Written by Fishing Headquarters  /  On Feb 26, 2015

Fishing The Flats

The ideal smallmouth bass crankbait is a smaller, compact, realistic, and noisy representation of bottom-scurrying prey. In this case, it’s their favorite, the crayfish. In early spring as smallmouths prepare for their spawn, power cranking with a shallow diving crankbait will score big numbers of feisty, prespawn fish that are cruising the shallows for feeding, and settling near spawning sites.

 

Lake Profile

Size: 4,000 acres and 800 acres
Lake Type: Oligotrophic
Maximum Depth: 120 feet
Avg. Depth Fished: 5 to 10 feet
Water Clarity: Very Clear
Primary Fishery: Musky, Walleye, Smallmouth Bass
Areas of Focus: Sand and gravel bars, rock shoals, deep edges of spawning flats, wood
Time of Day: Midday and late afternoon
Rod & Reel: 7ft Quantum Tour Edition (medium) Quantum Catalyst 100SPTA
Line: Cortland Camouflage 10 lb.
Lure Used: Rapala Crankin Rap 05 (red crawdad)

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On this early June 2014 day, I fished in Vilas County Wisconsin for some last-chance pre-spawn activity, targeting the largest and deepest lakes in the region. Two lakes were fished. The first part of the day was spent on a 4,000 acre lake in which the shallow crankbait bite was present and smallmouths up to 20 inches were caught. The day was then finished up on a new 800 acre lake never fished before, in which big smallmouths are caught from the extreme shallows with stealth using large Kalin’s swimming grubs, and the Strike King Coffee Tube. Despite having to fish these very large lakes long and hard in order to locate pre-spawn fish, I caught several nice specimens up to 20 inches.

Days before the spawn, fish like this were observed cruising in wolfpacks in depths as shallow as 1 foot deep. I was catching these mobile fish by staying mobile myself, raising the trolling motor and casting with the 5 inch Kalin’s swimming grub rigged with a minnow styled jig head. A second pattern was fish already utilizing shallow mid-lake structures near deep open water. Some fish were spawning in these locations while others were already using them as holding and feeding areas. Meanwhile, a secondary option was the reliable tube jig, as smallmouths wanted it meticulously scurried and dragged along the bottom. At this time, fish wanted nothing else besides a simple tube jig.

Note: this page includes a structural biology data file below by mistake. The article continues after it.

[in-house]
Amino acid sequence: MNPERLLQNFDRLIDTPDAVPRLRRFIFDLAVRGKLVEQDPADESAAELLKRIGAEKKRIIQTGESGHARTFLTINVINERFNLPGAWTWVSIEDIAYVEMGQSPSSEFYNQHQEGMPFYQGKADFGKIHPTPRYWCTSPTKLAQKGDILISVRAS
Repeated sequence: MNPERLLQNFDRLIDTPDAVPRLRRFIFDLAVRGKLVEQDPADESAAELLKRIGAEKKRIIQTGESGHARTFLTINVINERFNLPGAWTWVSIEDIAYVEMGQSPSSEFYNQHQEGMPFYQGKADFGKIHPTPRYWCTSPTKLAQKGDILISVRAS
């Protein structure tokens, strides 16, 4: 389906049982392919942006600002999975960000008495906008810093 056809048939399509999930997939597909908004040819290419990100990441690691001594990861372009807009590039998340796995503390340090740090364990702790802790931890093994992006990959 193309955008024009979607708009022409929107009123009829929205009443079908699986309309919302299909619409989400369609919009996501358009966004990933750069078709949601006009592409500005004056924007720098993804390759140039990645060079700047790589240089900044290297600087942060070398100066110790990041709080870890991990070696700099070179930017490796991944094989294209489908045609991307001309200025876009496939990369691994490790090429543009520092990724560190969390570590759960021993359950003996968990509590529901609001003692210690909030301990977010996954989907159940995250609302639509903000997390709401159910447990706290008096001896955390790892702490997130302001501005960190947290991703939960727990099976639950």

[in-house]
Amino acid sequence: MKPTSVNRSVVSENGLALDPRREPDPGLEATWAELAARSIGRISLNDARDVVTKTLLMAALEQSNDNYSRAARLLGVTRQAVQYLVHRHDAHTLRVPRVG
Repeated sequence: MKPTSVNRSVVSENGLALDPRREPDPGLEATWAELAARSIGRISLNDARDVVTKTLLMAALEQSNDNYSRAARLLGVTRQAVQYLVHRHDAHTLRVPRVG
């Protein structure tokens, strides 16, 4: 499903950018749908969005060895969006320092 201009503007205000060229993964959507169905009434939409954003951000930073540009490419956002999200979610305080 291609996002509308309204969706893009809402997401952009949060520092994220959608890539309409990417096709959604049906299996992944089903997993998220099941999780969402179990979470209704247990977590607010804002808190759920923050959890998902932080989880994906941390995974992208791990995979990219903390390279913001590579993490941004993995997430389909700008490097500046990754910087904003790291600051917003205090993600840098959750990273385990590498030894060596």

As illustrated in the video, under most circumstances I use a crankbait to search out cover and structure, looking for a reaction bite yet at the same time covering water in search for actively feeding fish. I don’t fish them slowly as one normally would with a fiberglass rod and a lower gear ratio reel. Rather, I power my way to ferocious strikes with speed and power. For this specific technique illustrated on the first lake in the video, I prefer fishing with a “power”reel with a 6:3.1 gear ratio. Quantum’s Catalyst 100SPTA is a perfect match, spooled with 10lb coplymer line and paired with a 7 foot medium action Quantum Tour Edition rod.

Modern crankbaits are available in all shapes and sizes, representing all types of bass forage and enabling bass anglers to cover all the bases when it comes to locating and catching fish. As we know, the favorite forage for smallmouth bass is the crayfish. Thus in my opinion, nothing works better than correctly matching the hatch.

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